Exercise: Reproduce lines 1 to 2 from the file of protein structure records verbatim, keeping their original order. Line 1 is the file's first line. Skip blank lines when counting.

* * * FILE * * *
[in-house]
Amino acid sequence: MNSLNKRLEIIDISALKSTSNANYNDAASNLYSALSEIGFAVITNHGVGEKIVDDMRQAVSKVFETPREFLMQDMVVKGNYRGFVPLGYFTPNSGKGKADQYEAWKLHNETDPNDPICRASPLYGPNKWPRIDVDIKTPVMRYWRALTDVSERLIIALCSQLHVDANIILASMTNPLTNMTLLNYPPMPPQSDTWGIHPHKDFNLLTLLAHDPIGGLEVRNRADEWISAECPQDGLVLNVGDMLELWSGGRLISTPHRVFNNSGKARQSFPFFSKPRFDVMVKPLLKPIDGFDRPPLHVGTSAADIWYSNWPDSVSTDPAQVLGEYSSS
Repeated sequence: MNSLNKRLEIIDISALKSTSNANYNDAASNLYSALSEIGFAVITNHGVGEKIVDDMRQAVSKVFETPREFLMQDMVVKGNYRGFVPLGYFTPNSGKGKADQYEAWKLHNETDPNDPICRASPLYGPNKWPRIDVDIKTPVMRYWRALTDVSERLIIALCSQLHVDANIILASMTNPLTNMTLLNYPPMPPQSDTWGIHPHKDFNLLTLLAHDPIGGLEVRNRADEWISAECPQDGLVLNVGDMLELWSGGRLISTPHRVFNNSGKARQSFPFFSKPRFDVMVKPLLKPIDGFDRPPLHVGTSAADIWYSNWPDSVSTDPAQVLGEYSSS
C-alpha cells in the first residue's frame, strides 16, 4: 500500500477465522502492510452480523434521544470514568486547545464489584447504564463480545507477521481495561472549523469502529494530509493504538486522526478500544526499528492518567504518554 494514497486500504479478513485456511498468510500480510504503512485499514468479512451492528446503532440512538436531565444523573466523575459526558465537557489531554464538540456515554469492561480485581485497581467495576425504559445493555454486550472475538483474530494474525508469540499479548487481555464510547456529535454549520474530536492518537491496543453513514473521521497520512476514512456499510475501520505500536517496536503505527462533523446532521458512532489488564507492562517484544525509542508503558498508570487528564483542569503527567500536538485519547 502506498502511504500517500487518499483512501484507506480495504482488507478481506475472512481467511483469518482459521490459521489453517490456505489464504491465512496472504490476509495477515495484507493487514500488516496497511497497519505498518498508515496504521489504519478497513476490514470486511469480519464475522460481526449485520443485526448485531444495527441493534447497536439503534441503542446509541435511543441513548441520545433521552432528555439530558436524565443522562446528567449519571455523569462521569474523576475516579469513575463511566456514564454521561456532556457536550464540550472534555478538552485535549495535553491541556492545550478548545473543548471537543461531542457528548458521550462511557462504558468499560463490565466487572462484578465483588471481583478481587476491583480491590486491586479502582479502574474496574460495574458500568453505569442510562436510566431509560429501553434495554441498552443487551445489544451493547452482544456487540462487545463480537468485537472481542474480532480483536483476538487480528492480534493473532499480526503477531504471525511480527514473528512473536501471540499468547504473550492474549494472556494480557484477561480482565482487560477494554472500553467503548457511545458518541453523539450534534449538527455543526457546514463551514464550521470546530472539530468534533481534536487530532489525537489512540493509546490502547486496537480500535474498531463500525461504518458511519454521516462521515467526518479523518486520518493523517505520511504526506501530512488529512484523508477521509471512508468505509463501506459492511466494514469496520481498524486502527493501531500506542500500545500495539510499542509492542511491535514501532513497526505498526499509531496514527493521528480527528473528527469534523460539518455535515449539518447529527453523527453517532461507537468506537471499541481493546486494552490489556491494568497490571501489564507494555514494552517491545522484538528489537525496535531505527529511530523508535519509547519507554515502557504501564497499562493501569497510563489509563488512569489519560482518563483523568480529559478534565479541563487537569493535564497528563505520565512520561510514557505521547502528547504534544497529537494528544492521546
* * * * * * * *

[in-house]
Amino acid sequence: MNSLNKRLEIIDISALKSTSNANYNDAASNLYSALSEIGFAVITNHGVGEKIVDDMRQAVSKVFETPREFLMQDMVVKGNYRGFVPLGYFTPNSGKGKADQYEAWKLHNETDPNDPICRASPLYGPNKWPRIDVDIKTPVMRYWRALTDVSERLIIALCSQLHVDANIILASMTNPLTNMTLLNYPPMPPQSDTWGIHPHKDFNLLTLLAHDPIGGLEVRNRADEWISAECPQDGLVLNVGDMLELWSGGRLISTPHRVFNNSGKARQSFPFFSKPRFDVMVKPLLKPIDGFDRPPLHVGTSAADIWYSNWPDSVSTDPAQVLGEYSSS